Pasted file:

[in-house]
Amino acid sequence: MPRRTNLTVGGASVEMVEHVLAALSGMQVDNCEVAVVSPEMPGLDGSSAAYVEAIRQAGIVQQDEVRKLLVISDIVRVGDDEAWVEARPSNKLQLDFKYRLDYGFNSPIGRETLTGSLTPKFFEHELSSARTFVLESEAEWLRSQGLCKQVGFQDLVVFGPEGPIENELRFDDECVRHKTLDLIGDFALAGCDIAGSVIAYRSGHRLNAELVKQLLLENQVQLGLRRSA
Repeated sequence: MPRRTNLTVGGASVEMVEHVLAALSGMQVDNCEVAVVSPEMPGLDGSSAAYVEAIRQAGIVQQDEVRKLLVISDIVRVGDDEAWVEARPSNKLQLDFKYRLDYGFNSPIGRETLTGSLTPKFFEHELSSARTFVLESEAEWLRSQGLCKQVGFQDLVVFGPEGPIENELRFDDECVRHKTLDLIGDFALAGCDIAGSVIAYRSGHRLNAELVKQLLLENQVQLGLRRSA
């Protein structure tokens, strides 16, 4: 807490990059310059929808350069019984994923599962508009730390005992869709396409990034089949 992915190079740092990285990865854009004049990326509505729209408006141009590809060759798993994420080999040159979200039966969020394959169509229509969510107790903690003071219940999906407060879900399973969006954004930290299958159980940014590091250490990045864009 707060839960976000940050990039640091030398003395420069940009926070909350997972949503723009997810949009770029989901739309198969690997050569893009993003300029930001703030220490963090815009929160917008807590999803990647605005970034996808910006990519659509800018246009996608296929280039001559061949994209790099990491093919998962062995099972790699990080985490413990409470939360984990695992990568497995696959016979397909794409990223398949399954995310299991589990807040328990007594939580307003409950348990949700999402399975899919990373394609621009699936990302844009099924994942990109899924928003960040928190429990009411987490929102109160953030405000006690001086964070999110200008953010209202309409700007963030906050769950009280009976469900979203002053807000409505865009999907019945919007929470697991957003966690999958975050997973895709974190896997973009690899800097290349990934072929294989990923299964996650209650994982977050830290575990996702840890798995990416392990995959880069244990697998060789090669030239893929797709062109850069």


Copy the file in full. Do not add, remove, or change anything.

[in-house]
Amino acid sequence: MPRRTNLTVGGASVEMVEHVLAALSGMQVDNCEVAVVSPEMPGLDGSSAAYVEAIRQAGIVQQDEVRKLLVISDIVRVGDDEAWVEARPSNKLQLDFKYRLDYGFNSPIGRETLTGSLTPKFFEHELSSARTFVLESEAEWLRSQGLCKQVGFQDLVVFGPEGPIENELRFDDECVRHKTLDLIGDFALAGCDIAGSVIAYRSGHRLNAELVKQLLLENQVQLGLRRSA
Repeated sequence: MPRRTNLTVGGASVEMVEHVLAALSGMQVDNCEVAVVSPEMPGLDGSSAAYVEAIRQAGIVQQDEVRKLLVISDIVRVGDDEAWVEARPSNKLQLDFKYRLDYGFNSPIGRETLTGSLTPKFFEHELSSARTFVLESEAEWLRSQGLCKQVGFQDLVVFGPEGPIENELRFDDECVRHKTLDLIGDFALAGCDIAGSVIAYRSGHRLNAELVKQLLLENQVQLGLRRSA
């Protein structure tokens, strides 16, 4: 807490990059310059929808350069019984994923599962508009730390005992869709396409990034089949 992915190079740092990285990865854009004049990326509505729209408006141009590809060759798993994420080999040159979200039966969020394959169509229509969510107790903690003071219940999906407060879900399973969006954004930290299958159980940014590091250490990045864009 707060839960976000940050990039640091030398003395420069940009926070909350997972949503723009997810949009770029989901739309198969690997050569893009993003300029930001703030220490963090815009929160917008807590999803990647605005970034996808910006990519659509800018246009996608296929280039001559061949994209790099990491093919998962062995099972790699990080985490413990409470939360984990695992990568497995696959016979397909794409990223398949399954995310299991589990807040328990007594939580307003409950348990949700999402399975899919990373394609621009699936990302844009099924994942990109899924928003960040928190429990009411987490929102109160953030405000006690001086964070999110200008953010209202309409700007963030906050769950009280009976469900979203002053807000409505865009999907019945919007929470697991957003966690999958975050997973895709974190896997973009690899800097290349990934072929294989990923299964996650209650994982977050830290575990996702840890798995990416392990995959880069244990697998060789090669030239893929797709062109850069």